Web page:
Every morning I start by checking my email so I can see if any of my patients have been to the hospital overnight or if my on-call team has any messages from them. Once that’s done, I plan my day and head out into the community.

Currently, I have a caseload of 110 to 120 patients, which is pretty small compared to other providers in my profession, but this makes me more available to my patients and the facilities they live in. My patients are in senior living, assisted living facilities, adult family homes, or even their own private homes. 

Checking In with Patients

On a given day, I’ll go to one or two locations and see between five and eight patients in total. When I get into a facility, I check in with the nurse and the med techs to see if there’s anything they need me to do such as writing prescriptions, ordering therapy services, checking on a patient they’re concerned about, or ordering lab tests.

One of the best things about my job is that many services can be brought to my patients, so they don’t have to leave their facilities. Labs can be drawn and mobile imaging services such as X-rays, ultrasounds, or EKGs can be done in place. There are even services such as podiatry, psych, and dental that can be brought into the facility so that patients don’t need to worry about setting up an appointment or transportation.

Either myself or my nurse will check in with each of our patients every month. We discuss their health concerns, check vital signs, and do a physical exam. We also discuss labs or diagnostics that may be due, referrals they need, or any changes to their medications that might benefit them. 

We also check in with a patient’s family, powers of attorney, or responsible party each time we see them. Some of our patient’s family members live out of state or have guardianships. Contacting them after each visit puts their mind at ease because they know someone is checking in on their loved one and keeping them up to date on their condition. 

Chart Time

After seeing each patient, it’s time to chart. Admittedly, this is the task that takes the most amount of time. Working in the community means that we’re responsible for referring to all outside services and ensuring those services are complete. This can take quite some time, but it’s the part of the job that makes it easier for my patients to receive the medical services they need inside their own homes.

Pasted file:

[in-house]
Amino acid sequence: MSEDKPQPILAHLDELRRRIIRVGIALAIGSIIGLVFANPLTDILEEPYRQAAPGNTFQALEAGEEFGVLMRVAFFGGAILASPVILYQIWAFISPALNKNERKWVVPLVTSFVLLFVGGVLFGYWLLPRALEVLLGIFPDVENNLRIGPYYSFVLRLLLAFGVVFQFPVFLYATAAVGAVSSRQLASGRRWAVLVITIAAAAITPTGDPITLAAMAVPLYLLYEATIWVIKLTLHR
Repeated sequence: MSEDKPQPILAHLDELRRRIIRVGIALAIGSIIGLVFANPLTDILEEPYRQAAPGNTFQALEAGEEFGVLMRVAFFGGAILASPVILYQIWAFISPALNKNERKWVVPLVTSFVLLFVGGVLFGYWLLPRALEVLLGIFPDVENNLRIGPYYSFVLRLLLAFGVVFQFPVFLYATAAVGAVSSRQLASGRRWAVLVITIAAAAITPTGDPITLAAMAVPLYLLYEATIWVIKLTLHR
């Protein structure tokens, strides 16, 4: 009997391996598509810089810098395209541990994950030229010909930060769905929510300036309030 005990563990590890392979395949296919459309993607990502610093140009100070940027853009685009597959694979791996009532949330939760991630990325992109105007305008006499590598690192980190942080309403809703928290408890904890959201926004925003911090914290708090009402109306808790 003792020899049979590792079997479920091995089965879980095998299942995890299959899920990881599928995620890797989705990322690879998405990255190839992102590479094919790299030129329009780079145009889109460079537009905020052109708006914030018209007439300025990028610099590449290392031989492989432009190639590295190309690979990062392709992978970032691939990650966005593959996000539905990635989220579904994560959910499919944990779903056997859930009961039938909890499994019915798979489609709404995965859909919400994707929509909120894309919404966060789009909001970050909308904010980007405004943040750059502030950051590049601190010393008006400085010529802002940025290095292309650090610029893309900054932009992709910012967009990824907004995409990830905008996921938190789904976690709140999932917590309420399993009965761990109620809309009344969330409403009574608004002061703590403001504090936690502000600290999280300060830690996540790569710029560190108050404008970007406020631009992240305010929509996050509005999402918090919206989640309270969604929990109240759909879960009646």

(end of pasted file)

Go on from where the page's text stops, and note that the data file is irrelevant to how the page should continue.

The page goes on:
Thankfully, I have several resources at my disposal including wonderful nurses and administrative assistants. As a team, we can coordinate lab draws, diagnostic imaging, specialty referrals, arrange medical transportation to and from medical visits, and even assist patients in ordering medical supplies such as wheelchairs, walkers, incontinence supplies, etc.

Ending the Day

Typically, the last half of my day is spent managing any issues that pop up. All the facilities have my phone number and can reach me if they have any concerns about my patients. 

This means patients don’t have to wait a week for an answer regarding a medical question or a prescription refill. The focus of my practice is availability so my patients know they have someone in their corner working to ensure their healthcare journey is as easy and efficient as possible.

Why Consider Becoming an Adult-Gerontology NP?

As I said earlier, when I started my nursing career, I never imagined this was where I would end up, but I couldn’t be happier. 

My job within the community is one of the most rewarding I have ever had. Hearing my patients say they are so happy to have a medical provider who can come to them, who can answer medical questions the same day, or who can provide services without them having to leave their facility makes my heart sing. 

This job isn’t easy, and there are many hurdles that we are overcoming while bringing medicine back to the community, but the unimaginable growth we’re seeing in this area of medicine and the benefits that it has for our patients makes every hurdle worth it. 

Hopefully, this is a path that other nurse practitioners (maybe even you) consider when they decide where to focus their efforts in the future. Good luck on your journey!

Further Reading

Looking for more information about becoming an NP? Check out these other posts on the SMNP Reviews blog!